Wednesday, May 03, 2000

Siren rules not uniform


Crash puts spotlight on police policy

By Sara J. Bennett
The Cincinnati Enquirer

        When police respond to urgent calls or emergency situations, they may or may not use lights and sirens depending on the policy of their individual department and the officer's discretion.

        Forest Park Police Officer Joel Mast was without lights and sirens en route to assist another officer when his cruiser hit a car Sunday morning. Anthony “Tony” Richard, 37, of Springdale, died, and his 17-year-old nephew was injured.

        Ohio law requires using flashing lights and sirens if emergency vehicles need to speed or claim right of way over other motorists. And several departments have policies further spelling out when the warnings must be used.

        Others — Forest Park among them — let officers decide.

Accident reviewed
        Forest Park police and investigators for the attorney representing Mr. Richard's family are reconstructing Sunday's collision. Among their questions: whether Officer Mast was speeding; and whether the car, driven by a 16-year-old nephew of Mr. Richard, stopped at a sign before crossing in front of the cruiser.

        Peter Koenig, the Cincinnati attorney representing Mr. Richard's relatives, said his client did stop.

        Investigators also are exploring whether Officer Mast's decision not to use lights and sirens contributed to the collision.

        “It's premature to conclude that it was material or was not material, but I think anyone who's following this has to believe it's going to be an important issue,” Mr. Koenig said.

Officer's decision
        Forest Park officers use lights and sirens based on several factors, including traffic congestion and the nature of the response. The road at 1:20 a.m. where the wreck occurred typically has light traffic, Police Chief Ken Hughes said.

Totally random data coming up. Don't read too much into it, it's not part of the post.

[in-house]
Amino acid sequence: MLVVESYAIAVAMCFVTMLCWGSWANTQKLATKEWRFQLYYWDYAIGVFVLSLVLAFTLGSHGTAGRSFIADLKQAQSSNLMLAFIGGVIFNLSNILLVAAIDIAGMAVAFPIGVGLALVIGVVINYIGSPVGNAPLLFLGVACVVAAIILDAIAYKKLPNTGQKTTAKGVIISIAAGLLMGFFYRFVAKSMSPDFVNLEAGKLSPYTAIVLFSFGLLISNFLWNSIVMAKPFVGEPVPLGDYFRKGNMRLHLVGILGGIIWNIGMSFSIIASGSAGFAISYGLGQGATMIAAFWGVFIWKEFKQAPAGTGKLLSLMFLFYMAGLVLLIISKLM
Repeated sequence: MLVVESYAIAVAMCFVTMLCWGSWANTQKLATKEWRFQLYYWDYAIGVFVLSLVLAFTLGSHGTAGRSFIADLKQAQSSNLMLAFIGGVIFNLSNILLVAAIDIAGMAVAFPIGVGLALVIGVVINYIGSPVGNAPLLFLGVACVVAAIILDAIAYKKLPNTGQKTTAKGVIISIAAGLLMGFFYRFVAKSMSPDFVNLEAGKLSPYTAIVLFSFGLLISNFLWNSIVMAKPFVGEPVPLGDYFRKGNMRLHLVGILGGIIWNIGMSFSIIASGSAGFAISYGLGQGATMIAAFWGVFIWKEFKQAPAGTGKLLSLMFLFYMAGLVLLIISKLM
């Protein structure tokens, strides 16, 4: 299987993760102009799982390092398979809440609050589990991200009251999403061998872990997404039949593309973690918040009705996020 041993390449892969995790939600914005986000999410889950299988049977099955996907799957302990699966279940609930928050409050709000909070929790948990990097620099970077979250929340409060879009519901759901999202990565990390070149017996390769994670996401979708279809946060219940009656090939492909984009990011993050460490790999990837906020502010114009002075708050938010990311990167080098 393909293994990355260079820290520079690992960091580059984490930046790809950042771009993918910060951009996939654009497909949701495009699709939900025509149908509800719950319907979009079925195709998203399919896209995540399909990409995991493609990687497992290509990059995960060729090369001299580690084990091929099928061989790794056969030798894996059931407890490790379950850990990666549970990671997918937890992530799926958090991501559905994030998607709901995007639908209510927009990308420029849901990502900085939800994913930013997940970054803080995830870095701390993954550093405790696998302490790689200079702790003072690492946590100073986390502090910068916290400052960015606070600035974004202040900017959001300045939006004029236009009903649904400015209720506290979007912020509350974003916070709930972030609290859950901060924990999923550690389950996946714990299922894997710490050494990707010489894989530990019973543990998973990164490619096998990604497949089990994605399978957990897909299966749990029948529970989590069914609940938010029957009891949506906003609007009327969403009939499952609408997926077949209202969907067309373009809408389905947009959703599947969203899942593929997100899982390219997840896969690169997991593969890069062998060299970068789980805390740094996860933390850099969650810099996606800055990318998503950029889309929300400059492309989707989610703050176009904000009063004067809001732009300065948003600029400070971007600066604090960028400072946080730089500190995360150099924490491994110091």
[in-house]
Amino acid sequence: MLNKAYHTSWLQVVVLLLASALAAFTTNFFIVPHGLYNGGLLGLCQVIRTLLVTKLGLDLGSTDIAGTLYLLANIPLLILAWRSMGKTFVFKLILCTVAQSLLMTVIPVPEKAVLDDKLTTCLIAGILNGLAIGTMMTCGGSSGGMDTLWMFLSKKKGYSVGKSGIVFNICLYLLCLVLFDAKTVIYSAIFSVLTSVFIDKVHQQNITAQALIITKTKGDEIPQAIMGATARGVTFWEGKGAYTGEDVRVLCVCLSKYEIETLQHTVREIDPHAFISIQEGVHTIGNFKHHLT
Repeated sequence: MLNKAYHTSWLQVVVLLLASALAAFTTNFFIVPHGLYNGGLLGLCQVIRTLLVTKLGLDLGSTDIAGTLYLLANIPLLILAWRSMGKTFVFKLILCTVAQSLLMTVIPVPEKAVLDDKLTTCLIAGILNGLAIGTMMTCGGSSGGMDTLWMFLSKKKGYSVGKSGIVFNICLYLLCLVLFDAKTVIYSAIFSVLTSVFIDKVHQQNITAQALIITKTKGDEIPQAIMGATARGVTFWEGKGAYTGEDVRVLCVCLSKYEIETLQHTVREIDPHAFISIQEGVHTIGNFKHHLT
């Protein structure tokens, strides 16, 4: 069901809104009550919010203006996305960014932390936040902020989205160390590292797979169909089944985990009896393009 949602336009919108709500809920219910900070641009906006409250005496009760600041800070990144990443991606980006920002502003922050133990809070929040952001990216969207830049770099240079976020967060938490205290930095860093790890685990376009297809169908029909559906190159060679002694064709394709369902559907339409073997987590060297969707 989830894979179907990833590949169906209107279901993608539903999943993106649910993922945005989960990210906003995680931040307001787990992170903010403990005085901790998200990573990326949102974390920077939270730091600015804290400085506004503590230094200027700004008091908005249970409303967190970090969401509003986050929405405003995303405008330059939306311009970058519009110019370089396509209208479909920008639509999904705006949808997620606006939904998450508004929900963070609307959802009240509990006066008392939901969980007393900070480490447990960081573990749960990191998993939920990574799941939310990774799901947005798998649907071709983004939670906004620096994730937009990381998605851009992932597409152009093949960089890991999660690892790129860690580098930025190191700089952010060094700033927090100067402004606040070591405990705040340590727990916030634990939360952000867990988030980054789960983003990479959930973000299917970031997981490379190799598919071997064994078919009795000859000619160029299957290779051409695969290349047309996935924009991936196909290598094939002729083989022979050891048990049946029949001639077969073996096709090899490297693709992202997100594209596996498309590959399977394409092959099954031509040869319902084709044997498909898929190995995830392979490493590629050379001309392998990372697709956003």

Officer Mast, a 21-year veteran with an exemplary record, was driving to assist officers in Springfield Township. Chief Hughes described the call as “urgent.”

        Deer Park also leaves the lights-and-sirens decision to officers.

        Sometimes, officers don't want criminals to know they're approaching, said Chief Michael Berens, who also is president of the Hamilton County Chiefs of Police Association.

        “It requires a lot of discretion for a police officer to do his job in a lot of areas, not only regarding lights and sirens, but with issuing citations and even when to use deadly force,” Chief Berens said. Police in Cincinnati and Hamilton, and the Hamilton County Sheriff's Department, have policies detailing when lights and sirens must be used.

        Even then, there is room for discretion.

        Sheriff's department spokesman Steve Barnett said it's up to deputies whether they'll respond to a call in emergency mode. In Hamilton, officers must use lights and sirens if the dispatcher terms a call an emergency. On other calls, officers decide, said Sgt. Thomas Kilgour.

       



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